“Jan Krzysztof hasn't been too great today, he had good positions but he's been a little bit too tilty,” said the American. “In 3+2 especially, you are going to have a lot of decisive games. So if you get off to a good start and win the first one or the first couple, it generally sets a good trend.”

Veselin Topalov takes no risk

Veselin Topalov is in great shape. | Photo: Spectrum Studios/Saint Louis Chess Club.

Managing the secure lead accomplished in day three, Topalov had to take no risk and unarmed Dominguez with conservative play in blitz. Quiet opening choices allowed the Bulgarian to snap back at the opponent’s aggressive undertakings and get a safe lead ahead of the last 12 games.

Overwhelmed by the speed formula, Dominguez stated: “15' felt more like blitz. I don't know if it was just me that I was too slow, but in 25' at least you have some time to think, but I think in general this is quite spectacular.”

David Navara recovers too late

Balanced competition between So and Navara. | Photo: Spectrum Studios/Saint Louis Chess Club.

A remarkable few wins by Navara didn’t allow him to get even after the rapid rounds, as So managed to reverse the losing trend and pierced through the Czech’s kingside in game six. The following cut and thrust entertained chess fans and gave Navara a narrow margin (6.5-5.5) at the end of the day, but didn’t increase his hopes to win the match. In the last day, So will need three points to snatch victory.

“It's unrealistic to catch up but I want to play as well as I can,” said Navara, who was reportedly training on Puzzle Rush before the rounds. Alas, he commented: “Those puzzles are too easy!”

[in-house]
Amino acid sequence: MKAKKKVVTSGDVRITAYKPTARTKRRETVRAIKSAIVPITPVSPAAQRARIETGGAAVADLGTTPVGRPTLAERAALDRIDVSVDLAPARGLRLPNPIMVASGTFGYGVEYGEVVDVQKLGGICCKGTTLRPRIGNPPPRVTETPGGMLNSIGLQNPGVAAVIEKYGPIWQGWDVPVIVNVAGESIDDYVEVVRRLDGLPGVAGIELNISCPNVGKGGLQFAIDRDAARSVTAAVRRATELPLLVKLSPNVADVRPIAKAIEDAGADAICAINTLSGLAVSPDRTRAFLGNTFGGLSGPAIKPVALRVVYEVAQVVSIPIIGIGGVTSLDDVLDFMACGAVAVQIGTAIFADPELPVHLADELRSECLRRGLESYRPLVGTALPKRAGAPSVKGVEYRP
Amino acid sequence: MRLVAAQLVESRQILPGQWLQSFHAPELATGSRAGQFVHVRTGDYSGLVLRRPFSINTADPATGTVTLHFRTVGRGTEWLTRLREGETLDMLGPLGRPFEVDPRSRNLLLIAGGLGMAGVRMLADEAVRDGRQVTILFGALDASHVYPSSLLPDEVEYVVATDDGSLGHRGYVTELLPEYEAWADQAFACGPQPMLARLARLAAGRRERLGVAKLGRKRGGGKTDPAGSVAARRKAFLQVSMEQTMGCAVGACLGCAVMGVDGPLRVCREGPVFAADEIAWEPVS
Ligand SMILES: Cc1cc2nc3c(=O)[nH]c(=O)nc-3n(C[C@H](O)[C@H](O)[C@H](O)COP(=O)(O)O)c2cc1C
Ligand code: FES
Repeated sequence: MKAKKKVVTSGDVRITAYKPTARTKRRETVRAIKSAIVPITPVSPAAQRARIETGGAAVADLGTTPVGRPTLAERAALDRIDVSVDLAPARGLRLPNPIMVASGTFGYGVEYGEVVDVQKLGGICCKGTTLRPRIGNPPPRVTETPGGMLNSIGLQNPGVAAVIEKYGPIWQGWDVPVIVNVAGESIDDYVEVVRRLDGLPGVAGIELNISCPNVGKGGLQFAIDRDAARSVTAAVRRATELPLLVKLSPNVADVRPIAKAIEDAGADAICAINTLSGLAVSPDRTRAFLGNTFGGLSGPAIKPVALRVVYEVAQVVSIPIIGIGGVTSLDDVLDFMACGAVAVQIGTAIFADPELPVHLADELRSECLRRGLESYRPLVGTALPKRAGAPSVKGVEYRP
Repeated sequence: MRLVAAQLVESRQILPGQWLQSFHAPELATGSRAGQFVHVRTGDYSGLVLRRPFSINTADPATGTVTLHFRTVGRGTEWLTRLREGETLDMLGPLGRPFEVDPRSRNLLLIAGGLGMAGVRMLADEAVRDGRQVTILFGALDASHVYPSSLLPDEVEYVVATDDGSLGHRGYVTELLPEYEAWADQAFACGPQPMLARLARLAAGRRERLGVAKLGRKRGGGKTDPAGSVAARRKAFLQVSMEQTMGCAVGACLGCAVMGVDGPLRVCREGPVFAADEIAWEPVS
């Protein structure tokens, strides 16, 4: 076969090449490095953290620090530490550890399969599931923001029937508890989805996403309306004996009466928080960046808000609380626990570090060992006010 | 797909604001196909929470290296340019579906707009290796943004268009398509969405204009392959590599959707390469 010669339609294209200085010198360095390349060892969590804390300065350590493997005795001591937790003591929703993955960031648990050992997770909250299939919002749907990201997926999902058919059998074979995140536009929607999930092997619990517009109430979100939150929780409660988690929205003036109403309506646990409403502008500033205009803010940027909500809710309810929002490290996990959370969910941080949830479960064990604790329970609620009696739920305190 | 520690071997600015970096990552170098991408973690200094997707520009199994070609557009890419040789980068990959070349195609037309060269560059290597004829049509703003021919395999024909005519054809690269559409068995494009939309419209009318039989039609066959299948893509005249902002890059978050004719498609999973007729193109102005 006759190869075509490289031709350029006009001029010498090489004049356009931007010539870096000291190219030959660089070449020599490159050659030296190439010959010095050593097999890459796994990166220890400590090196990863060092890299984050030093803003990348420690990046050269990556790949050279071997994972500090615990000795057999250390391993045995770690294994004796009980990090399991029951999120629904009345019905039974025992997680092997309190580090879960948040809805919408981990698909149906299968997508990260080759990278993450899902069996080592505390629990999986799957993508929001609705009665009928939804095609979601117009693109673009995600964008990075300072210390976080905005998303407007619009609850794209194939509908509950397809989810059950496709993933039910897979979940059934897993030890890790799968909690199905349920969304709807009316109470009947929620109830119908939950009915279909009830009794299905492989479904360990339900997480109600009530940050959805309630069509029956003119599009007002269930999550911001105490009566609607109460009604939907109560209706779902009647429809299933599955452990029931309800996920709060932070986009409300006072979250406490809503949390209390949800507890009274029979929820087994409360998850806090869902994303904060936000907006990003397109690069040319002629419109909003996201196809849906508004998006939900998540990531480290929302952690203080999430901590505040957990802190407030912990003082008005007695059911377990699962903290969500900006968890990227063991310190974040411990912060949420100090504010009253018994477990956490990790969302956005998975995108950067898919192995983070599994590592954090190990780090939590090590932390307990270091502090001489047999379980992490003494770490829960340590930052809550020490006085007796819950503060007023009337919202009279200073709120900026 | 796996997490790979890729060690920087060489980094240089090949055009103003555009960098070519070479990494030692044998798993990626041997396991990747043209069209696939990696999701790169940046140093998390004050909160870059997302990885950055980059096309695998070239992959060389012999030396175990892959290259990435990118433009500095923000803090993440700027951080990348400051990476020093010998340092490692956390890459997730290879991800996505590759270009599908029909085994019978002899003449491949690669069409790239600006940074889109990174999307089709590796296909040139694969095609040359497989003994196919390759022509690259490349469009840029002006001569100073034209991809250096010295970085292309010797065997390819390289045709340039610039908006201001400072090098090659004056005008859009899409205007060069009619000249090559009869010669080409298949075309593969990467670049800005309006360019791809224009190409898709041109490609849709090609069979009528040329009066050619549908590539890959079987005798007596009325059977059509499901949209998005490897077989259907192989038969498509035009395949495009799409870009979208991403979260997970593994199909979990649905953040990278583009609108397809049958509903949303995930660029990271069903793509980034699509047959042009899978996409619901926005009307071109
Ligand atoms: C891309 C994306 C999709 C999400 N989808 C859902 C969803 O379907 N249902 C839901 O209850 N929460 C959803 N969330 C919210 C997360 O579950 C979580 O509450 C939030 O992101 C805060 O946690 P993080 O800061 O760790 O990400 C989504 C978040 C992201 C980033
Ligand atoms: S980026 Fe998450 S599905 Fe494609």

Sam Shankland plots unlikely comeback

It's mission impossible for Sam Shankland. | Photo: Spectrum Studios/Saint Louis Chess Club.

“You have to keep on fighting, no matter what,” said Shankland ahead of the last day. Overpowered by Rapport’s rapid skills, the youthful champion had better odds in blitz as he leads 6.5-5.5. He now needs a practically impossible streak of 12 consecutive wins to catch his opponent, but hope is the last thing to die: “I’m going to try and win all 12 games. I give myself one in a million chances, but of course you have to try.”

Like all other U.S. contenders, Shankland got to choose his opponent for the St. Louis matchup. “I wanted to choose someone who would challenge me,” he explained, “and I thought it would be really fun. Honestly, I didn't want anyone who plays the Berlin every day, which as a professional player you have to do sometimes, but someone like Rapport is incredibly imaginative and I don’t think we had a single boring game in this entire match.”

Game two certainly wasn't boring:

Here are the overall standings after 12 blitz games:

Graphics: Saint Louis Chess Club.